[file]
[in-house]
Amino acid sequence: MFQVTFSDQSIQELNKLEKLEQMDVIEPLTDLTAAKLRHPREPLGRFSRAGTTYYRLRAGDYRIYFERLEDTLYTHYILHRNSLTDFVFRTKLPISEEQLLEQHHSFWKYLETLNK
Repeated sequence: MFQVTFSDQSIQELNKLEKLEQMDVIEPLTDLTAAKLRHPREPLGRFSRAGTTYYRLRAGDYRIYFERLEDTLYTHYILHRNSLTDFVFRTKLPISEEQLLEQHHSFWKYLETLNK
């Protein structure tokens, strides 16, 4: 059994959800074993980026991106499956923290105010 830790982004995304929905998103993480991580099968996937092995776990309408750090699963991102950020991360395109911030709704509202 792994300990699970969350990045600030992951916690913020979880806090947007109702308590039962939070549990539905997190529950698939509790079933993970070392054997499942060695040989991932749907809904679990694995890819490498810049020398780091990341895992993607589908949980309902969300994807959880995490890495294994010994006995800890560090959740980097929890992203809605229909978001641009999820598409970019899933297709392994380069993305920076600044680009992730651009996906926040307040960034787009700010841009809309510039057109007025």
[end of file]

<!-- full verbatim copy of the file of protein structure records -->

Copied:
[in-house]
Amino acid sequence: MFQVTFSDQSIQELNKLEKLEQMDVIEPLTDLTAAKLRHPREPLGRFSRAGTTYYRLRAGDYRIYFERLEDTLYTHYILHRNSLTDFVFRTKLPISEEQLLEQHHSFWKYLETLNK
Repeated sequence: MFQVTFSDQSIQELNKLEKLEQMDVIEPLTDLTAAKLRHPREPLGRFSRAGTTYYRLRAGDYRIYFERLEDTLYTHYILHRNSLTDFVFRTKLPISEEQLLEQHHSFWKYLETLNK
């Protein structure tokens, strides 16, 4: 059994959800074993980026991106499956923290105010 830790982004995304929905998103993480991580099968996937092995776990309408750090699963991102950020991360395109911030709704509202 792994300990699970969350990045600030992951916690913020979880806090947007109702308590039962939070549990539905997190529950698939509790079933993970070392054997499942060695040989991932749907809904679990694995890819490498810049020398780091990341895992993607589908949980309902969300994807959880995490890495294994010994006995800890560090959740980097929890992203809605229909978001641009999820598409970019899933297709392994380069993305920076600044680009992730651009996906926040307040960034787009700010841009809309510039057109007025």